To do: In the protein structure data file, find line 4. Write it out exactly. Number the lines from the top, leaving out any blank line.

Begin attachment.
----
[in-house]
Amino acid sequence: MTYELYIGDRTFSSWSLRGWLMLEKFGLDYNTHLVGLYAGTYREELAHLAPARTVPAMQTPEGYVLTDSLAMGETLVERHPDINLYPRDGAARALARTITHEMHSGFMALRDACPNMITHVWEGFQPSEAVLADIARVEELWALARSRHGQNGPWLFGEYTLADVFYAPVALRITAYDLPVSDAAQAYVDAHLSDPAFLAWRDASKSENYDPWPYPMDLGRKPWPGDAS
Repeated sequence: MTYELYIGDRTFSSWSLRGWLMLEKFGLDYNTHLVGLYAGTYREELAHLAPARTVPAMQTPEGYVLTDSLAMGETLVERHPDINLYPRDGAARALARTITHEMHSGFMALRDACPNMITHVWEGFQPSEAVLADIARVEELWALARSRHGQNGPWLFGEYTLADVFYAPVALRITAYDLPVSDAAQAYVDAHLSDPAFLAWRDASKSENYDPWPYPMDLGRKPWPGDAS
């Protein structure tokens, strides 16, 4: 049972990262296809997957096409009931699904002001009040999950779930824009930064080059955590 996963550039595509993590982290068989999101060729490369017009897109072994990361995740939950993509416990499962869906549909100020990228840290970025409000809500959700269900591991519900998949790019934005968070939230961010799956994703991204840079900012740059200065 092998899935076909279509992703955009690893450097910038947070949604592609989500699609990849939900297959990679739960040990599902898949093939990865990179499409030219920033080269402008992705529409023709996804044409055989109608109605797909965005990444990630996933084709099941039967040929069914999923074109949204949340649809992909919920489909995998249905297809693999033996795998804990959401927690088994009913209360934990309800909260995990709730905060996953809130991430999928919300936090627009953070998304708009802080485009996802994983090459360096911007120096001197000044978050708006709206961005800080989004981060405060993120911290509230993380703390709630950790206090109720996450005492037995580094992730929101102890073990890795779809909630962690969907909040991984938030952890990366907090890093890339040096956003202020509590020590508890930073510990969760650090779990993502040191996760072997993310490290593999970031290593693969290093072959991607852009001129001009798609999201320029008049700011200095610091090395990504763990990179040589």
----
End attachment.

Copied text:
């Protein structure tokens, strides 16, 4: 049972990262296809997957096409009931699904002001009040999950779930824009930064080059955590 996963550039595509993590982290068989999101060729490369017009897109072994990361995740939950993509416990499962869906549909100020990228840290970025409000809500959700269900591991519900998949790019934005968070939230961010799956994703991204840079900012740059200065 092998899935076909279509992703955009690893450097910038947070949604592609989500699609990849939900297959990679739960040990599902898949093939990865990179499409030219920033080269402008992705529409023709996804044409055989109608109605797909965005990444990630996933084709099941039967040929069914999923074109949204949340649809992909919920489909995998249905297809693999033996795998804990959401927690088994009913209360934990309800909260995990709730905060996953809130991430999928919300936090627009953070998304708009802080485009996802994983090459360096911007120096001197000044978050708006709206961005800080989004981060405060993120911290509230993380703390709630950790206090109720996450005492037995580094992730929101102890073990890795779809909630962690969907909040991984938030952890990366907090890093890339040096956003202020509590020590508890930073510990969760650090779990993502040191996760072997993310490290593999970031290593693969290093072959991607852009001129001009798609999201320029008049700011200095610091090395990504763990990179040589």